Housing Wealth and Retirement Timing
We use data from the Health and Retirement Study (HRS) and the Office of Housing Enterprise Oversight to measure the effect of changes in housing wealth on retirement timing. Using cross-MSA variation in house-price movements to identify wealth effects on retirement timing, we find evidence that such wealth effects are present. According to some specifications the rate of transition into retirement increases in the presence of positive housing wealth shocks. In addition, we use data on expected age of retirement to measure the impact of housing wealth shocks on expectations about retirement timing. Using renters as a control for heterogeneity in local amenities and using individual fixed effects to control for unobserved individual heterogeneity, we find that a 10% increase in housing wealth is associated with a reduction in expected retirement age of between 3.5 and 5 months.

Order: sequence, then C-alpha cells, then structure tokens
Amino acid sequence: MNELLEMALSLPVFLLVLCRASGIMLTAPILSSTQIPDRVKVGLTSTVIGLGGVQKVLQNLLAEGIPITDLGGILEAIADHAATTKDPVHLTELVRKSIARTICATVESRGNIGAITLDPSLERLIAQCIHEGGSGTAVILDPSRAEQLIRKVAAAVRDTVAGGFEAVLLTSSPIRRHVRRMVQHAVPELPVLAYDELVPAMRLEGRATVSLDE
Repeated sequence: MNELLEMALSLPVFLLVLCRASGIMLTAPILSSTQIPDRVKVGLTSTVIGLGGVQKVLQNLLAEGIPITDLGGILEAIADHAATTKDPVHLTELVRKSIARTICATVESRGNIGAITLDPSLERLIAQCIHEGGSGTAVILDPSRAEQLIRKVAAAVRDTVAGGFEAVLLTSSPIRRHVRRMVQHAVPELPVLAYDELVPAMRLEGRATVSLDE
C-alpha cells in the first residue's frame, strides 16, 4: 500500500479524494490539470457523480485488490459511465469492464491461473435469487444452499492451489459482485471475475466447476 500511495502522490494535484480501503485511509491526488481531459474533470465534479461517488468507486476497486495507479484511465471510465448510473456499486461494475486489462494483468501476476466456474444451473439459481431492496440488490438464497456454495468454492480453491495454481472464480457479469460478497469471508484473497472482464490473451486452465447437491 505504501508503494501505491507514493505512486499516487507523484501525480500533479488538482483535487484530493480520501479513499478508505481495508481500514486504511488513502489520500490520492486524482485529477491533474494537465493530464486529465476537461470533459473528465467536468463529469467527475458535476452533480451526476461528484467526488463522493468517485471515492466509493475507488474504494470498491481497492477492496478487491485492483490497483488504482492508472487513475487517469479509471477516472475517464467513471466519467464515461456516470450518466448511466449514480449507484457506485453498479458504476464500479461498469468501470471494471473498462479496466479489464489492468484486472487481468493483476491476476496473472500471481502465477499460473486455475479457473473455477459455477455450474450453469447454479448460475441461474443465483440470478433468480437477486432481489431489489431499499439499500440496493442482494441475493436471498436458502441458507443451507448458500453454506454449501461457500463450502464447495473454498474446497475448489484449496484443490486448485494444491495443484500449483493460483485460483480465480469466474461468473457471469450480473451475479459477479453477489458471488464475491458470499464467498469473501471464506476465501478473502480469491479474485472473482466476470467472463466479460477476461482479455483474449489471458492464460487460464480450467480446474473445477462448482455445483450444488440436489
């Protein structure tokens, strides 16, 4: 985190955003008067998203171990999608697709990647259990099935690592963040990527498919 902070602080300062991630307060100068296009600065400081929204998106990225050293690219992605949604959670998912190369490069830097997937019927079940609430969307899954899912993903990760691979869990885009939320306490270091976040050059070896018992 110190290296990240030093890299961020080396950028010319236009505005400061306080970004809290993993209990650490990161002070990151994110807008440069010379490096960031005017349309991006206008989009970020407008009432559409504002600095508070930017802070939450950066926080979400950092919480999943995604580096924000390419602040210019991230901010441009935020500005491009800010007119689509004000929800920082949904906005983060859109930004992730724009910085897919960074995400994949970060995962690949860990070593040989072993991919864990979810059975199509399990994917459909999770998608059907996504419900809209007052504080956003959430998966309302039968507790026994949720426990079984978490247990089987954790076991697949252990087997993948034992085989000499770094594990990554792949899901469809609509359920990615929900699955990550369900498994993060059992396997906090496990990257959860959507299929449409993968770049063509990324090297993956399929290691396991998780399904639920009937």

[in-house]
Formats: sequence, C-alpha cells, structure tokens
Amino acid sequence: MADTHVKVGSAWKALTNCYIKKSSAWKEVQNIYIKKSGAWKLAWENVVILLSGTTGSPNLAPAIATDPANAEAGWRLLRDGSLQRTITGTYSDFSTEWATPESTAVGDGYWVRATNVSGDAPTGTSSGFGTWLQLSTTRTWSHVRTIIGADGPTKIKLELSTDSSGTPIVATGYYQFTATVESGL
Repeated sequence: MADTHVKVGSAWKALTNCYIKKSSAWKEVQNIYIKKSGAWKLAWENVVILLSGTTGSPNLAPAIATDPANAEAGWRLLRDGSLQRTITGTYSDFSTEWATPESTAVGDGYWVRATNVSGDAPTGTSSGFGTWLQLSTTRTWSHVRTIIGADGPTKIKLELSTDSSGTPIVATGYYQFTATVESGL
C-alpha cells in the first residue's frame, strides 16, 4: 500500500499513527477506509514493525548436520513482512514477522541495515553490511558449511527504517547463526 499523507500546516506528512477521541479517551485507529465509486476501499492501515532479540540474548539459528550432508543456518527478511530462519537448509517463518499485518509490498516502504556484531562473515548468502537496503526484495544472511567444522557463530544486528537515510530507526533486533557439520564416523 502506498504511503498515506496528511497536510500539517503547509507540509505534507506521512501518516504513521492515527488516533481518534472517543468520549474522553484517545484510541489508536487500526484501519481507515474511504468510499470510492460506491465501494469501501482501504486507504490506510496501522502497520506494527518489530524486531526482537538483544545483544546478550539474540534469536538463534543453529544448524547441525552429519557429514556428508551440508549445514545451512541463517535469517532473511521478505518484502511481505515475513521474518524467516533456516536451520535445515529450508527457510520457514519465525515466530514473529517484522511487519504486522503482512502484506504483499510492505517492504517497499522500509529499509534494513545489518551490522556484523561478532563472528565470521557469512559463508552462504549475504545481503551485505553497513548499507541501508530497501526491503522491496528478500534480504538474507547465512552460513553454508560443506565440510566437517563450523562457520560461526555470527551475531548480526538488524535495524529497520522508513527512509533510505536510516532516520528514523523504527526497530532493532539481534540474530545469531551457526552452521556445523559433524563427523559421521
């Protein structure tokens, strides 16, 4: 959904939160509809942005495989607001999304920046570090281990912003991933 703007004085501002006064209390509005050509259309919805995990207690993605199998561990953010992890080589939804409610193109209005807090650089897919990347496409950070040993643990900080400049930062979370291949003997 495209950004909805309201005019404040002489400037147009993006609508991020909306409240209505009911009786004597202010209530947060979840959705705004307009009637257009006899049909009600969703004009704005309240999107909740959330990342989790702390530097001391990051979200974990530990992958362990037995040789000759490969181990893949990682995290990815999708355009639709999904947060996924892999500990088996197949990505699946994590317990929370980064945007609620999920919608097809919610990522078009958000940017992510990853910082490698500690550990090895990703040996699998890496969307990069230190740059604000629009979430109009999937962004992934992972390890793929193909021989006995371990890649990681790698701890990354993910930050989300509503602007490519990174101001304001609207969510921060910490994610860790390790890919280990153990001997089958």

- This study finds evidence of a modest housing wealth effect on retirement: men whose housing value increases significantly retire somewhat sooner.
- The evidence of housing wealth effects on expected age of retirement is stronger than the evidence of housing wealth effects on actual retirement transitions
- A 10% increase in housing wealth is associated with a reduction in expected retirement age of between 3.5 and 5 months.
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Paper IDWP 2007-172